A common error when looking at the market overview is to think globally. Startup investor Peter Thiel refers to this, whimsically noting that someone owning a restaurant could say that they’re entering a trillion dollar industry, when in reality, their market is a five mile radius around the location of the restaurant. The more granular the detail here, the better.
- How many customers does the target have, and what kind of customers are they?
- Will you lose their business if the current owner moves on?
- What kind of demand is there for the business outside of its current customer base?
4. Sales and Marketing
This section provides an overview of the sales for each of the target’s products and services. It should show their pricing strategy and how it compares to your own, and how the company currently conducts its marketing.
For example, if it uses mailing lists to contact customers, is that something you could leverage for your own products and services? Or perhaps you feel it’s not investing enough in marketing and that you could increase sales by investing in this area. In either case, outline the ‘quick wins’ that you can exploit here after acquiring the business.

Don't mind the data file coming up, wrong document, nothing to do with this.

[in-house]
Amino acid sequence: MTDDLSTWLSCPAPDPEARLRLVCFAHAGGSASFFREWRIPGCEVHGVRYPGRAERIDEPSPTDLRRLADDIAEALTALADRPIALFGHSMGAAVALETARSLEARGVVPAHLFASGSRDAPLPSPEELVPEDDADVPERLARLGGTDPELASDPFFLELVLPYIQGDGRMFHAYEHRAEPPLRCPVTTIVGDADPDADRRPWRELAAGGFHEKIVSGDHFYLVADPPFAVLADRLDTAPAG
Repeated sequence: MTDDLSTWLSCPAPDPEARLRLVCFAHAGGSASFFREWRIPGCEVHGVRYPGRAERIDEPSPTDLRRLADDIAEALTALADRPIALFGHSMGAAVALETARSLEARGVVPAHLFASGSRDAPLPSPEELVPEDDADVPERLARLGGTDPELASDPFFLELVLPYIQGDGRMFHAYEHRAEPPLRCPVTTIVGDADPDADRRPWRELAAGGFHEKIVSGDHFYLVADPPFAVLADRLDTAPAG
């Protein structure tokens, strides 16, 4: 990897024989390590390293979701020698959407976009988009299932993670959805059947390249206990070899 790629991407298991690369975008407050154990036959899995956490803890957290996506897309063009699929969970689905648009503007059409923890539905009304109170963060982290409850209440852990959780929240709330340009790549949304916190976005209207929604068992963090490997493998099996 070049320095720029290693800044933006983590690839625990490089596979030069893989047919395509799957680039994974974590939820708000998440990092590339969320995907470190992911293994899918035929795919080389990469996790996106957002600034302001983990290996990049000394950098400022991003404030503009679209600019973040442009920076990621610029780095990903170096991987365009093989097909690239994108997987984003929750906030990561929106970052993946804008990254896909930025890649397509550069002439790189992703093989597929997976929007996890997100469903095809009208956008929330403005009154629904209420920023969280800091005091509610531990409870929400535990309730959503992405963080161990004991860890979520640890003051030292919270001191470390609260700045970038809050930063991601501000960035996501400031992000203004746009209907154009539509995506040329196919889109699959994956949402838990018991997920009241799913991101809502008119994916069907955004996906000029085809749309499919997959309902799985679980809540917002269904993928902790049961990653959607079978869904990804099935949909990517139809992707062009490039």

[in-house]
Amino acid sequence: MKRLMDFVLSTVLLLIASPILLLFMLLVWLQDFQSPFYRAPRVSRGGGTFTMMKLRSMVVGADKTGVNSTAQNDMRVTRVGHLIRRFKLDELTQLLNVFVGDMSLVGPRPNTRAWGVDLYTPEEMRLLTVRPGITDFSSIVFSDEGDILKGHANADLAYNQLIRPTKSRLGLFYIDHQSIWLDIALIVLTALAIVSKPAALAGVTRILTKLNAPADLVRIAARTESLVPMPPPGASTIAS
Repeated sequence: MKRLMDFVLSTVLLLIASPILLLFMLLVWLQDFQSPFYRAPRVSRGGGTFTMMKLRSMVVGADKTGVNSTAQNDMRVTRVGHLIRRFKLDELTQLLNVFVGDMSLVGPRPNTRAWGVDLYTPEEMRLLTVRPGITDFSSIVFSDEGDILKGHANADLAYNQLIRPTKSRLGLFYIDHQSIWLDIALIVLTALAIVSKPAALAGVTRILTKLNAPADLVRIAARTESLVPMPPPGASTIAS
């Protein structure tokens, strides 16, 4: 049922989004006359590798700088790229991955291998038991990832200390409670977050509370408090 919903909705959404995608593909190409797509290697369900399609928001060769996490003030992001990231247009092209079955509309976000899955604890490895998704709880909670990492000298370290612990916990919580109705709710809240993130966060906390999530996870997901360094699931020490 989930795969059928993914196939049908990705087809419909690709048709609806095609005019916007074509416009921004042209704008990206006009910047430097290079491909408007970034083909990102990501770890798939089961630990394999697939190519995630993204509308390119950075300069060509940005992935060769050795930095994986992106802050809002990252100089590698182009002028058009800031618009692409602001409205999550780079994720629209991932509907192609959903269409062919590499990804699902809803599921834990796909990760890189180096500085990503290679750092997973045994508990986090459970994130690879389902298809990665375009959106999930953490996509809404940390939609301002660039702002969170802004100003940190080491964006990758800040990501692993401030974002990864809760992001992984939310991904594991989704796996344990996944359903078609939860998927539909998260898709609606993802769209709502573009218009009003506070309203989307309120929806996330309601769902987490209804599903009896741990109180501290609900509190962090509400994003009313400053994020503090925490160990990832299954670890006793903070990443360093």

5. Financial History and Projections
When looking for financing for an acquisition, this section is the one which will make or break the deal. Thus, you should be as thorough as possible here, analyzing the target’s past financial performance. At a minimum, this should involve three years of financial statements and tax returns but five or more is even better. The analysis should be comprehensive and honest. It should raise issues which may conflict with your own business - for example, different credit arrangements with customers or a significant difference in capital structure.
Once this has been completed, you can look at projections for the business. These projections should tie in everything you’ve written until now; if you plan to increase sales and marketing, this should show in the income statement; if you’re going to use income from the acquired business to pay down debt, this also needs to be accounted for. There is no right answer for how much your growth projections should be, but it should be justified by the vision that you’ve laid out until now.